Eight years ago today, I wrote the following post: NAPIA annual meetings and celebrating my first public adjustment speech 30 years ago.Since NAPIA will be holding its annual meeting this week in Nashville, Tennessee, I thought of this post, noting:
It’s funny how thirty years in a career can seem to fly by. NAPIA’s 2015 Annual Meeting will be held at the Broadmoor in Colorado Springs. My first NAPIA meeting was the 1985 Annual Meeting in Carmel, California. I knew few people at that meeting except former president Ira Sarasohn, who somehow convinced NAPIA to have a young attorney give a presentation on “Proofs of Loss and Examinations Under Oath.”; The only other attorneys in the room were public adjusters who no longer practiced law and NAPIA’a general counsel, Paul Cordish.
It was not unusual for public adjusters to be former lawyers. Cordish warned them then and always warned all public adjusters not to practice law at every State of the Public Adjusting Union address he gave annually….
In 1985 I was a very inexperienced insurance attorney. The only thing I remember about the speech was Harvey Goodman grilling me with question after question. I think he was testing me to see if I knew what I was talking about. I learned that by teaching and writing I learn much more about a subject than I would otherwise. After giving hundreds of speeches and presentations on property insurance law, I am much better for it.
I noted Brian Goodman in this morning’s post, NAPIA’S Good Shepherd. Goodman wrote a guest blog post on NAPIA in The history of NAPIA and its importance to the public adjustment profession. Paul Cordish was NAPIA’s general counsel during the growth of the profession, noted by Goodman. Goodman also noted that NAPIA honored Corish’s memory:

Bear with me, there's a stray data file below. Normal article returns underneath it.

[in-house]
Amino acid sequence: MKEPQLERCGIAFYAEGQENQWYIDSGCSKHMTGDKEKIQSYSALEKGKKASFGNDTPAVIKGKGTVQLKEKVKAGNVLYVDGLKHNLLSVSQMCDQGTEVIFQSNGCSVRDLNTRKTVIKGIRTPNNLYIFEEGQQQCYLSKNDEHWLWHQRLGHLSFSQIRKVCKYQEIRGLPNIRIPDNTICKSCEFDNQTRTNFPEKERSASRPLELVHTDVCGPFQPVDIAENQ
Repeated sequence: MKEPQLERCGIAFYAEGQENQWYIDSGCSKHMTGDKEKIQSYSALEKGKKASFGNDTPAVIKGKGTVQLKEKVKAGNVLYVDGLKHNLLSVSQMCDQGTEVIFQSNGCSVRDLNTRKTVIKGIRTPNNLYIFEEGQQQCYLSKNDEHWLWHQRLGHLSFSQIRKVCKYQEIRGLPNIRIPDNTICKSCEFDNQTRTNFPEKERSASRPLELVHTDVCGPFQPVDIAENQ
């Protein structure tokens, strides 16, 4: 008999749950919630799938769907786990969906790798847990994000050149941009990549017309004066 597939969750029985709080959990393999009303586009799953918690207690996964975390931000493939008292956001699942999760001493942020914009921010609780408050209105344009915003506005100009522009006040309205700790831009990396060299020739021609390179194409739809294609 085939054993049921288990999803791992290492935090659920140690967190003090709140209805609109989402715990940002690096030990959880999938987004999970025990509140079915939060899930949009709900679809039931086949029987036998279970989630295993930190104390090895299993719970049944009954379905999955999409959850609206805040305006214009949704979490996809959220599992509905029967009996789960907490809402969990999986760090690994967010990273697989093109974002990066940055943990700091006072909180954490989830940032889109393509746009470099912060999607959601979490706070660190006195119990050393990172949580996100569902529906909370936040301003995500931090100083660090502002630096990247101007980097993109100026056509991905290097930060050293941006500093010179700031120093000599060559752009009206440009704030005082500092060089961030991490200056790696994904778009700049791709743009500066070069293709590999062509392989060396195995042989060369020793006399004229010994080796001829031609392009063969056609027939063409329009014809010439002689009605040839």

NAPIA has also, throughout its history, developed scholarly articles on relevant and hot button issues affecting public adaptation. We have issued white papers on UPPA, valuation and insurance terms that exclude an insured’s right to hire a public adjuster. The Cordish Competition at the University of Maryland School of Law, named in honor of my predecessor, generates each year a scholarly paper in a field relevant to public adjusters. NAPIA’s own code of ethics is contained in the model proposal and has consequently been adopted in several state laws on licenses for public regulation.
The Cordish Award website says in part:
The Paul Cordish Memorial Foundation was established in 2006 in memory of the late NAPIA Executive Director and Advisor, Paul L. Cordish, Esq., to ensure the future of the Association and the profession he nurtured and served so well. Each year, the foundation funds a prize, award or scholarship for students at the University of Maryland School of Law who successfully compete in a writing contest or other competitive process based on criteria developed in consultation with NAPIA and approved by the law school. Participants in the competition can choose any topic they want as long as it focuses on adaptation of public insurance.
To enter the contest, authors must have completed the first year of the full-time or part-time program at the University of Maryland School of Law or have been accepted as a transfer student at the time of submission. All applicants must be currently enrolled as candidates for a JD degree and in good standing at the school at the time of submission. No document previously published in any form will be considered.
Paul Cordish has a full Wikipedia biography that notes some of his interests and legal career outside of NAPIA:
After law school, in 1932, he founded the Cordish Law Firm and in 1933 joined the Baltimore-based family real estate firm Cordish Company, founded by his father Louis Cordish in 1910. Cordish Law serves as the legal arm of the Cordish Company. In 1934, Cordish was elected to the Maryland House of Delegates to represent the 4th Legislative District in Baltimore City. He became the leader of what was then called the liberal bloc. From 1940 to 1941, he was chairman of the House Committee on Intergovernmental Cooperation. He voted against the formidable lobby representing bar and saloon owners and sought to strike out the requirement that witnesses and jurors profess belief in God. From 1963 to 1966 he was president of the Hebrew Immigrant Aid Society. In this position, he was able to collect $3 million from the West German government for Nazi victims of the Holocaust in Baltimore.
Paul Cordish had an important role in establishing public adaptation. His story is one that all public adjusters should know and appreciate.
Thought for an afternoon
The most beautiful things are not associated with money; they are memories and moments. If you don’t celebrate them, they may pass you by.
— Alek Wek